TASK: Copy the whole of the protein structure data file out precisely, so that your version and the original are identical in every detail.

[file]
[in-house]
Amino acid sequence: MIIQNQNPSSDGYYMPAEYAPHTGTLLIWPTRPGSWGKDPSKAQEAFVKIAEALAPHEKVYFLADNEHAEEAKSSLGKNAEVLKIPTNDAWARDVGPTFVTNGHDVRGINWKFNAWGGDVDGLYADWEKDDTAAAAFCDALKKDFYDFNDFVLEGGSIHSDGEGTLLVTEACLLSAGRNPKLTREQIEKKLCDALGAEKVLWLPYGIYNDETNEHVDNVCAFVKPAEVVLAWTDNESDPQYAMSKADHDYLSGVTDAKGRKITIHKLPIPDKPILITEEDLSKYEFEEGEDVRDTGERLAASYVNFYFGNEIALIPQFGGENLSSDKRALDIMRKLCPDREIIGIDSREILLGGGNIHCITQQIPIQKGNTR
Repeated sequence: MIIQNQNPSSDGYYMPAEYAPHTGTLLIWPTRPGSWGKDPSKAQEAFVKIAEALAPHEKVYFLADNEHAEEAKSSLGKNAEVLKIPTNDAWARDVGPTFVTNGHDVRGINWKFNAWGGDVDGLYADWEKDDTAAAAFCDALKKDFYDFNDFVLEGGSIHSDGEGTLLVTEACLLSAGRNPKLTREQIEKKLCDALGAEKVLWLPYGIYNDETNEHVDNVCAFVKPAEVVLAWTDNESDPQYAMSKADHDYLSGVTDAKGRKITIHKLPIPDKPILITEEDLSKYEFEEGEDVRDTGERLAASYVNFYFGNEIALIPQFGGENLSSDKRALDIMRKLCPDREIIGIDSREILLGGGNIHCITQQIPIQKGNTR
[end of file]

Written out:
[in-house]
Amino acid sequence: MIIQNQNPSSDGYYMPAEYAPHTGTLLIWPTRPGSWGKDPSKAQEAFVKIAEALAPHEKVYFLADNEHAEEAKSSLGKNAEVLKIPTNDAWARDVGPTFVTNGHDVRGINWKFNAWGGDVDGLYADWEKDDTAAAAFCDALKKDFYDFNDFVLEGGSIHSDGEGTLLVTEACLLSAGRNPKLTREQIEKKLCDALGAEKVLWLPYGIYNDETNEHVDNVCAFVKPAEVVLAWTDNESDPQYAMSKADHDYLSGVTDAKGRKITIHKLPIPDKPILITEEDLSKYEFEEGEDVRDTGERLAASYVNFYFGNEIALIPQFGGENLSSDKRALDIMRKLCPDREIIGIDSREILLGGGNIHCITQQIPIQKGNTR
Repeated sequence: MIIQNQNPSSDGYYMPAEYAPHTGTLLIWPTRPGSWGKDPSKAQEAFVKIAEALAPHEKVYFLADNEHAEEAKSSLGKNAEVLKIPTNDAWARDVGPTFVTNGHDVRGINWKFNAWGGDVDGLYADWEKDDTAAAAFCDALKKDFYDFNDFVLEGGSIHSDGEGTLLVTEACLLSAGRNPKLTREQIEKKLCDALGAEKVLWLPYGIYNDETNEHVDNVCAFVKPAEVVLAWTDNESDPQYAMSKADHDYLSGVTDAKGRKITIHKLPIPDKPILITEEDLSKYEFEEGEDVRDTGERLAASYVNFYFGNEIALIPQFGGENLSSDKRALDIMRKLCPDREIIGIDSREILLGGGNIHCITQQIPIQKGNTR